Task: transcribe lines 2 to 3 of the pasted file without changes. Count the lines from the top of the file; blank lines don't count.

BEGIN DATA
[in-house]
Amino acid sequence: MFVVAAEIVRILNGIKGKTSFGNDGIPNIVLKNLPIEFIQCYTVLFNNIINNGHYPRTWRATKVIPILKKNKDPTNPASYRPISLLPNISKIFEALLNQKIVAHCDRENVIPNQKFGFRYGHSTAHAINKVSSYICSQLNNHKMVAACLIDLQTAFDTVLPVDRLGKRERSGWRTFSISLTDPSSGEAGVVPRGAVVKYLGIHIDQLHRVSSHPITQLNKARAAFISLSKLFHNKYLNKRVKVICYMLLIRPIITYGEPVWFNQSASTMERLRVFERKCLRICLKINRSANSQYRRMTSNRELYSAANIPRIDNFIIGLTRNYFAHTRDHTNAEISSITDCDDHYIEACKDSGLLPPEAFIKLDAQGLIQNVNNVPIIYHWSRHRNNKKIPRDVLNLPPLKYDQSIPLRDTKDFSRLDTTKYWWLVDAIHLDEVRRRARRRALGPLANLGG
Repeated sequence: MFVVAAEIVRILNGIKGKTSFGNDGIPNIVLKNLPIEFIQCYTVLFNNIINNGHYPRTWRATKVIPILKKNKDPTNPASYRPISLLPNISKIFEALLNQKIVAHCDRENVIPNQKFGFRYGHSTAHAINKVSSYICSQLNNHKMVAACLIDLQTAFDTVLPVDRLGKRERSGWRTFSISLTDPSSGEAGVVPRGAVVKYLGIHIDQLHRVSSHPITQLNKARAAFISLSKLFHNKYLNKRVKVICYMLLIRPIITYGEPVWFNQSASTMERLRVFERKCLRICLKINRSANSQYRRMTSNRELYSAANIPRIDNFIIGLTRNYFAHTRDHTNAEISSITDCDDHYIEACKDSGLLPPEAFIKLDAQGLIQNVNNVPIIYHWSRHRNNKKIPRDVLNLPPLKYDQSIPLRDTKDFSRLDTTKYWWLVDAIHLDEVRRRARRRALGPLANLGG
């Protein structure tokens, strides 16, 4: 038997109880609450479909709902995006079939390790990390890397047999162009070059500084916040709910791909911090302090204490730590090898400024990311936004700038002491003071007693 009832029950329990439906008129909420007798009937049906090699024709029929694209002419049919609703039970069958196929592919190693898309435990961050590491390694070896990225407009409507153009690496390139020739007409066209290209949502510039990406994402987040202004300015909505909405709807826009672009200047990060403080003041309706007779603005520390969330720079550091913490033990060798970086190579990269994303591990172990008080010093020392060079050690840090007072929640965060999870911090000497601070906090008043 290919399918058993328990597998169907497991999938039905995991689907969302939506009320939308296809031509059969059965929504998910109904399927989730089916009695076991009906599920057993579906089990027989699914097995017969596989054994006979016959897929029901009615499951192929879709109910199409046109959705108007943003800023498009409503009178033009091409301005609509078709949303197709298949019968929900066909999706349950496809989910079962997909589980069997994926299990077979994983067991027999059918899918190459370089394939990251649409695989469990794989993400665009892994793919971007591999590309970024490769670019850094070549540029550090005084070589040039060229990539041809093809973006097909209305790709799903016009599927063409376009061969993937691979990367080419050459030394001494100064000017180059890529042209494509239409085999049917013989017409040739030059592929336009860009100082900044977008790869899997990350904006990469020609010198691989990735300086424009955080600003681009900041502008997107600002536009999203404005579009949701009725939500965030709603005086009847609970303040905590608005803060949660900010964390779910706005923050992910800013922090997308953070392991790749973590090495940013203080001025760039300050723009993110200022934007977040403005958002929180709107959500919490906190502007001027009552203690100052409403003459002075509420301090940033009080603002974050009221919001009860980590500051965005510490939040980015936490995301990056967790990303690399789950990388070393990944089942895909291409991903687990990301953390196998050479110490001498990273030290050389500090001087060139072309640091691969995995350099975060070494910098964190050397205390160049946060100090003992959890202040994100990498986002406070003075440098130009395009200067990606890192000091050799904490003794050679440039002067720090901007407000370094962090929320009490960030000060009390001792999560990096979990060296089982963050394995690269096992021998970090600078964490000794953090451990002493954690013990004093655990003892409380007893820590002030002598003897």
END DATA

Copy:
Amino acid sequence: MFVVAAEIVRILNGIKGKTSFGNDGIPNIVLKNLPIEFIQCYTVLFNNIINNGHYPRTWRATKVIPILKKNKDPTNPASYRPISLLPNISKIFEALLNQKIVAHCDRENVIPNQKFGFRYGHSTAHAINKVSSYICSQLNNHKMVAACLIDLQTAFDTVLPVDRLGKRERSGWRTFSISLTDPSSGEAGVVPRGAVVKYLGIHIDQLHRVSSHPITQLNKARAAFISLSKLFHNKYLNKRVKVICYMLLIRPIITYGEPVWFNQSASTMERLRVFERKCLRICLKINRSANSQYRRMTSNRELYSAANIPRIDNFIIGLTRNYFAHTRDHTNAEISSITDCDDHYIEACKDSGLLPPEAFIKLDAQGLIQNVNNVPIIYHWSRHRNNKKIPRDVLNLPPLKYDQSIPLRDTKDFSRLDTTKYWWLVDAIHLDEVRRRARRRALGPLANLGG
Repeated sequence: MFVVAAEIVRILNGIKGKTSFGNDGIPNIVLKNLPIEFIQCYTVLFNNIINNGHYPRTWRATKVIPILKKNKDPTNPASYRPISLLPNISKIFEALLNQKIVAHCDRENVIPNQKFGFRYGHSTAHAINKVSSYICSQLNNHKMVAACLIDLQTAFDTVLPVDRLGKRERSGWRTFSISLTDPSSGEAGVVPRGAVVKYLGIHIDQLHRVSSHPITQLNKARAAFISLSKLFHNKYLNKRVKVICYMLLIRPIITYGEPVWFNQSASTMERLRVFERKCLRICLKINRSANSQYRRMTSNRELYSAANIPRIDNFIIGLTRNYFAHTRDHTNAEISSITDCDDHYIEACKDSGLLPPEAFIKLDAQGLIQNVNNVPIIYHWSRHRNNKKIPRDVLNLPPLKYDQSIPLRDTKDFSRLDTTKYWWLVDAIHLDEVRRRARRRALGPLANLGG